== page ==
We have set aside a section of our website to honor our World War II veterans. These men and women faced incredible danger and hardship, with many paying the ultimate price for freedom. They are the true heros of our country and the world. If you have a veterans story, please contact us for further details.
PFC Victor Kostiw
B company, 410th Regiment,
103rd Cactus Division
The 103rd went into combat in November of 1944 near S. Die, France. Vic was a 30 cal. machine gunner with B company of the 410th Infantry Regiment. Once in combat, he was never happy with the tripod so he adapted the “Rambo”style. He used a heavy asbestos mitten to hang onto the barrel and shot from the hip. Combat was sporadic he said, but there were plenty of times when the Germans stood there ground. Artillery shelling and mortar fire was also something that was a common accurance. One particular shelling was very heavy and he was knocked unconscious. He came to, half buried under the side of a jeep with a telephone pole right on top of the vehicle. He stated that if the jeep had not been there, the pole would have crushed him. He also took a piece of shrapnel in the forehead on that occasion, but he insisted on staying with his unit.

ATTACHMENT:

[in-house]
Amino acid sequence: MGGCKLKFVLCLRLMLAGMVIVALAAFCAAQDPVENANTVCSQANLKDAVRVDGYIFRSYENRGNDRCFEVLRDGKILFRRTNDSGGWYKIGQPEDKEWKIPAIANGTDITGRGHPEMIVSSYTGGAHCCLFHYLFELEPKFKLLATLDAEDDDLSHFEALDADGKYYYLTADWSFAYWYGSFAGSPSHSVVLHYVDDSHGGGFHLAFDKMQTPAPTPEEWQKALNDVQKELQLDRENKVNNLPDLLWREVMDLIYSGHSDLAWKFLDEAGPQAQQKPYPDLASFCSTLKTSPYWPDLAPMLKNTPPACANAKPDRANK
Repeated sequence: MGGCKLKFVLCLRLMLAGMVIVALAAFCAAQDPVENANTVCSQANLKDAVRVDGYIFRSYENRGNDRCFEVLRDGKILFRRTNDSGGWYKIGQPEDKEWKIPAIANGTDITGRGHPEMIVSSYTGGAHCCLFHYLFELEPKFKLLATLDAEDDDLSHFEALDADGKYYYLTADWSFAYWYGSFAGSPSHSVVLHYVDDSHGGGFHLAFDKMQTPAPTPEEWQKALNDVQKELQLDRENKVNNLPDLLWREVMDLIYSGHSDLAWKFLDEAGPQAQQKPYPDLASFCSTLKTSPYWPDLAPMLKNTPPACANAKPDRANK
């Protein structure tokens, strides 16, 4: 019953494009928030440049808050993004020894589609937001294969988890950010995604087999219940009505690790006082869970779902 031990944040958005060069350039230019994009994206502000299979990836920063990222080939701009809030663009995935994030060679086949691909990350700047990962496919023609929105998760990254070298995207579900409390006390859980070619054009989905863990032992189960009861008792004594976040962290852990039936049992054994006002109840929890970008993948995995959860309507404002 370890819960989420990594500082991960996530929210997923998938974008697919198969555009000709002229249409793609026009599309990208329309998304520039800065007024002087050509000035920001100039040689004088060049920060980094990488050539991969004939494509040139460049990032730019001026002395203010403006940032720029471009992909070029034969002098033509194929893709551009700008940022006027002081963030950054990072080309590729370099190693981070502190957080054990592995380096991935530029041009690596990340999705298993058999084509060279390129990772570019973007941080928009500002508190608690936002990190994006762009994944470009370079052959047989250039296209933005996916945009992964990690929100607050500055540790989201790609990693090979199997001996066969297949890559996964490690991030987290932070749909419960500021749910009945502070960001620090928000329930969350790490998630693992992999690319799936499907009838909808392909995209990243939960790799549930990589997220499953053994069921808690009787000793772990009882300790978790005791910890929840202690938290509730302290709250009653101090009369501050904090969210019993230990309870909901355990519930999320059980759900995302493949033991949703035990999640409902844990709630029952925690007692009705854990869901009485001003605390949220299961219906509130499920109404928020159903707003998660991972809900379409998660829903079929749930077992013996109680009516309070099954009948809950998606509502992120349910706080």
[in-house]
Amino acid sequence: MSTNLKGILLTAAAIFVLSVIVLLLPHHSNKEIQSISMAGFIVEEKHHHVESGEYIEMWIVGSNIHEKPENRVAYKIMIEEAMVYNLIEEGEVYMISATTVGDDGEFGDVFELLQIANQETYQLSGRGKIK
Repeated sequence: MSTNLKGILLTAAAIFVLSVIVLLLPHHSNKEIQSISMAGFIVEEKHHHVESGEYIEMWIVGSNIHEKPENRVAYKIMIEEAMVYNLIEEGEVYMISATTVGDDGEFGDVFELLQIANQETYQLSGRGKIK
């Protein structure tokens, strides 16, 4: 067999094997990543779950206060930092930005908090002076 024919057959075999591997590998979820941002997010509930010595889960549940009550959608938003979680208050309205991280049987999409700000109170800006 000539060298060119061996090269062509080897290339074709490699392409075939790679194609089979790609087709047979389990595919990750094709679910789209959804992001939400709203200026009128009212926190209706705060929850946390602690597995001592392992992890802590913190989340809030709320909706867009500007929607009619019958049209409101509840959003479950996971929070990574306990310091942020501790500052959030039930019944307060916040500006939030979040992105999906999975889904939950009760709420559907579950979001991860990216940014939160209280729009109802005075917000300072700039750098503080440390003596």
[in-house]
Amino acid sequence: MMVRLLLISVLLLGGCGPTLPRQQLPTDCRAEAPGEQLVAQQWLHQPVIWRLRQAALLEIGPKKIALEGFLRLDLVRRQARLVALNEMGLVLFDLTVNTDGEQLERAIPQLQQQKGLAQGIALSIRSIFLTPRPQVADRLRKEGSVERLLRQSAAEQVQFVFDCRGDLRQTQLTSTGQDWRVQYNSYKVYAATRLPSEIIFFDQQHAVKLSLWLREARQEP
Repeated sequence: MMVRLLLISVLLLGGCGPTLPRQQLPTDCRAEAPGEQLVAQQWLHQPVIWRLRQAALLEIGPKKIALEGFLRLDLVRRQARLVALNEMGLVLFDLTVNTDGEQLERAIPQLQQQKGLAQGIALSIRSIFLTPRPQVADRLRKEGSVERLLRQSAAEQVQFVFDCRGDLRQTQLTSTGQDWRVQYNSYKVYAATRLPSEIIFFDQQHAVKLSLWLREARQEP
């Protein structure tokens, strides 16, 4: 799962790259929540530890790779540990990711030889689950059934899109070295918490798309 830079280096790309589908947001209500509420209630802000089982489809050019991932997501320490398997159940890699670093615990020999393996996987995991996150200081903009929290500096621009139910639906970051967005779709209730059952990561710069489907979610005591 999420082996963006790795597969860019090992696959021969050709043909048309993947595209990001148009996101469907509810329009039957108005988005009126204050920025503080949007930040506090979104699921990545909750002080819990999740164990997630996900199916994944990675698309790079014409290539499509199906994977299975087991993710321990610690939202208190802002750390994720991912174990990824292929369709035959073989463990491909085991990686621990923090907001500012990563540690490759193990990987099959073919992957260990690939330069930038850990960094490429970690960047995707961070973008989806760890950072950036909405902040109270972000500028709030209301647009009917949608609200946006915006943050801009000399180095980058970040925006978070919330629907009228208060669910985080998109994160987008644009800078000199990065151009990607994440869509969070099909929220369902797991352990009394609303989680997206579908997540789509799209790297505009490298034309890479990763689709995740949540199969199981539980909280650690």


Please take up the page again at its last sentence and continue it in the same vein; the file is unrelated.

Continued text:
Vic won the Silver Star in March, 1945 near Gundershoffen, France when he outflanked an 88 gun crew and captured them. His award document states that it was a machine gun crew, but Vic told me it was an 88 gun crew. After the capture, Vic took a camera one of the gun crew members was carrying and used it for the next couple of weeks taking pictures along the way of their advance. When he had the pictures developed, there were pictures of the German gun crew that he captured in the developed film.
Vic told me of another time when he saw a captured SS officer being marched down the street towards HQ for interrogation. He said the officer was smug when confronted, and Vic relieved him of his Iron Cross 1st class (which I have) and gave him a boot in the ass to send him on his way.
The 103rd ended up in Innsbruck at the end of the war. When they went into the German HQs when taking the town, Vic captured three more German soldiers. He had them raise their hands, and one of them made a move for a bureau drawer near by. Vic let loose a burst over his head and the German wisely changed his mind. He checked out the drawer and found a P-38 pistol and a Russian Front medal which he gave to me.
Vic passed away May 28, 2009.